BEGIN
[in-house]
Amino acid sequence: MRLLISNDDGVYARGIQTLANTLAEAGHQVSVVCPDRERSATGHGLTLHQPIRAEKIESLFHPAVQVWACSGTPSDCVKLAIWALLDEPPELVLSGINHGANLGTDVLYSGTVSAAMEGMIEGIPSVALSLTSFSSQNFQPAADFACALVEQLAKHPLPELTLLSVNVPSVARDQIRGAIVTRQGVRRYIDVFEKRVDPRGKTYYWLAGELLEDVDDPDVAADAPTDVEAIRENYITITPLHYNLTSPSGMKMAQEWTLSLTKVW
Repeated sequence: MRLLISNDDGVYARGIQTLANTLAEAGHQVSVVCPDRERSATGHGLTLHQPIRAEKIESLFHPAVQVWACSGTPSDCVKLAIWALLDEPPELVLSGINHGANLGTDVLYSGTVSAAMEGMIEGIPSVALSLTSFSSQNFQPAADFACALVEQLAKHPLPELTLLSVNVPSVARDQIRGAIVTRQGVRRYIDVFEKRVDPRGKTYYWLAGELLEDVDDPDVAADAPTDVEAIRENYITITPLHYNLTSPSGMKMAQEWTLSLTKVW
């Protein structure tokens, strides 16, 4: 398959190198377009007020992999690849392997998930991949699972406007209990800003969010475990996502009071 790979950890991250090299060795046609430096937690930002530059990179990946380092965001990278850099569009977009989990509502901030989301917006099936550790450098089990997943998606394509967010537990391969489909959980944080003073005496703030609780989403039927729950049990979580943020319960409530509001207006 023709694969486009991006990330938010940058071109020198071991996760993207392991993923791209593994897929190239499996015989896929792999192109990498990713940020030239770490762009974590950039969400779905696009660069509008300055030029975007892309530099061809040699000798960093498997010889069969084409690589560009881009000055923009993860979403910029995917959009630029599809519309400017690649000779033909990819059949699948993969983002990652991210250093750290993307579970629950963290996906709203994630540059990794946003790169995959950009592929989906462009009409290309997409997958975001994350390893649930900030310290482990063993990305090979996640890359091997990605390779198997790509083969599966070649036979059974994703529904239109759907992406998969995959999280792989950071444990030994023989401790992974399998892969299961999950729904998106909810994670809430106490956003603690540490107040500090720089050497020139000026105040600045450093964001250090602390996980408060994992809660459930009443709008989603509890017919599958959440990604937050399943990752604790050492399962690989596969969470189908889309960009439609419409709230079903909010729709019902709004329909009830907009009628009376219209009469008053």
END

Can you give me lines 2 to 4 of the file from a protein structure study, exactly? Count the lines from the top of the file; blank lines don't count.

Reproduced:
Amino acid sequence: MRLLISNDDGVYARGIQTLANTLAEAGHQVSVVCPDRERSATGHGLTLHQPIRAEKIESLFHPAVQVWACSGTPSDCVKLAIWALLDEPPELVLSGINHGANLGTDVLYSGTVSAAMEGMIEGIPSVALSLTSFSSQNFQPAADFACALVEQLAKHPLPELTLLSVNVPSVARDQIRGAIVTRQGVRRYIDVFEKRVDPRGKTYYWLAGELLEDVDDPDVAADAPTDVEAIRENYITITPLHYNLTSPSGMKMAQEWTLSLTKVW
Repeated sequence: MRLLISNDDGVYARGIQTLANTLAEAGHQVSVVCPDRERSATGHGLTLHQPIRAEKIESLFHPAVQVWACSGTPSDCVKLAIWALLDEPPELVLSGINHGANLGTDVLYSGTVSAAMEGMIEGIPSVALSLTSFSSQNFQPAADFACALVEQLAKHPLPELTLLSVNVPSVARDQIRGAIVTRQGVRRYIDVFEKRVDPRGKTYYWLAGELLEDVDDPDVAADAPTDVEAIRENYITITPLHYNLTSPSGMKMAQEWTLSLTKVW
């Protein structure tokens, strides 16, 4: 398959190198377009007020992999690849392997998930991949699972406007209990800003969010475990996502009071 790979950890991250090299060795046609430096937690930002530059990179990946380092965001990278850099569009977009989990509502901030989301917006099936550790450098089990997943998606394509967010537990391969489909959980944080003073005496703030609780989403039927729950049990979580943020319960409530509001207006 023709694969486009991006990330938010940058071109020198071991996760993207392991993923791209593994897929190239499996015989896929792999192109990498990713940020030239770490762009974590950039969400779905696009660069509008300055030029975007892309530099061809040699000798960093498997010889069969084409690589560009881009000055923009993860979403910029995917959009630029599809519309400017690649000779033909990819059949699948993969983002990652991210250093750290993307579970629950963290996906709203994630540059990794946003790169995959950009592929989906462009009409290309997409997958975001994350390893649930900030310290482990063993990305090979996640890359091997990605390779198997790509083969599966070649036979059974994703529904239109759907992406998969995959999280792989950071444990030994023989401790992974399998892969299961999950729904998106909810994670809430106490956003603690540490107040500090720089050497020139000026105040600045450093964001250090602390996980408060994992809660459930009443709008989603509890017919599958959440990604937050399943990752604790050492399962690989596969969470189908889309960009439609419409709230079903909010729709019902709004329909009830907009009628009376219209009469008053």